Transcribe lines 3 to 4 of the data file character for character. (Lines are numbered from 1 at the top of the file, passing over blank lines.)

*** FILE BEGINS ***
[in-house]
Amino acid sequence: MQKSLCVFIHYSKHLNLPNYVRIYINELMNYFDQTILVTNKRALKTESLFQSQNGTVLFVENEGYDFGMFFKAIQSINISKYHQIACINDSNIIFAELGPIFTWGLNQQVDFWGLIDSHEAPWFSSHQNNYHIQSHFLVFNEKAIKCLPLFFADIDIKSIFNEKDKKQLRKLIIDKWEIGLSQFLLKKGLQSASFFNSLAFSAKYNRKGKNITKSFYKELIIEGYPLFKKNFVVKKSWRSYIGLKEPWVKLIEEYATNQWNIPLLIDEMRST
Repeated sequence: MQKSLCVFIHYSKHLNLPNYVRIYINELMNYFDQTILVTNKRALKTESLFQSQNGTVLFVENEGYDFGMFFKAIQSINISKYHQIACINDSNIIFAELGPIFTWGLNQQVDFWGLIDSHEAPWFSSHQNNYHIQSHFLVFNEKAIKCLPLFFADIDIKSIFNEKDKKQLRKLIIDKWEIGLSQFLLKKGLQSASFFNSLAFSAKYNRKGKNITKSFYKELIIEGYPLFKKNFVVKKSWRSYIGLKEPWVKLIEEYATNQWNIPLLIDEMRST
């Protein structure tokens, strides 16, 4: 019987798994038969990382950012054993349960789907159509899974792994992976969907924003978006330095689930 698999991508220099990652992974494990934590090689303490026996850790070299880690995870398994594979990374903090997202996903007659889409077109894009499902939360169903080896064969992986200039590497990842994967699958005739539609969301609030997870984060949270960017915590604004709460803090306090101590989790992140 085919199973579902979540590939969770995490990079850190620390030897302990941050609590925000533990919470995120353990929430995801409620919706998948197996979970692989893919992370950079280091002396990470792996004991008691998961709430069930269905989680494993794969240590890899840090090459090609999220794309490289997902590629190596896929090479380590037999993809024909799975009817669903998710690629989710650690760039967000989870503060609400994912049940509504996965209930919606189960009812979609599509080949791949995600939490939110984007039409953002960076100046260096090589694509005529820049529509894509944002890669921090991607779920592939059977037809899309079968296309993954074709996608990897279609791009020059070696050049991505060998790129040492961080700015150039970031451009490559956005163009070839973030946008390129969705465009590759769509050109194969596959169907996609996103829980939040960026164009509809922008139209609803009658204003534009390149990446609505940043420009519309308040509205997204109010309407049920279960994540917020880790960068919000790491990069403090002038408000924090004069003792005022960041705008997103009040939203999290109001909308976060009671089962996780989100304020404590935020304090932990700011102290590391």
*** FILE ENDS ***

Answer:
Repeated sequence: MQKSLCVFIHYSKHLNLPNYVRIYINELMNYFDQTILVTNKRALKTESLFQSQNGTVLFVENEGYDFGMFFKAIQSINISKYHQIACINDSNIIFAELGPIFTWGLNQQVDFWGLIDSHEAPWFSSHQNNYHIQSHFLVFNEKAIKCLPLFFADIDIKSIFNEKDKKQLRKLIIDKWEIGLSQFLLKKGLQSASFFNSLAFSAKYNRKGKNITKSFYKELIIEGYPLFKKNFVVKKSWRSYIGLKEPWVKLIEEYATNQWNIPLLIDEMRST
């Protein structure tokens, strides 16, 4: 019987798994038969990382950012054993349960789907159509899974792994992976969907924003978006330095689930 698999991508220099990652992974494990934590090689303490026996850790070299880690995870398994594979990374903090997202996903007659889409077109894009499902939360169903080896064969992986200039590497990842994967699958005739539609969301609030997870984060949270960017915590604004709460803090306090101590989790992140 085919199973579902979540590939969770995490990079850190620390030897302990941050609590925000533990919470995120353990929430995801409620919706998948197996979970692989893919992370950079280091002396990470792996004991008691998961709430069930269905989680494993794969240590890899840090090459090609999220794309490289997902590629190596896929090479380590037999993809024909799975009817669903998710690629989710650690760039967000989870503060609400994912049940509504996965209930919606189960009812979609599509080949791949995600939490939110984007039409953002960076100046260096090589694509005529820049529509894509944002890669921090991607779920592939059977037809899309079968296309993954074709996608990897279609791009020059070696050049991505060998790129040492961080700015150039970031451009490559956005163009070839973030946008390129969705465009590759769509050109194969596959169907996609996103829980939040960026164009509809922008139209609803009658204003534009390149990446609505940043420009519309308040509205997204109010309407049920279960994540917020880790960068919000790491990069403090002038408000924090004069003792005022960041705008997103009040939203999290109001909308976060009671089962996780989100304020404590935020304090932990700011102290590391």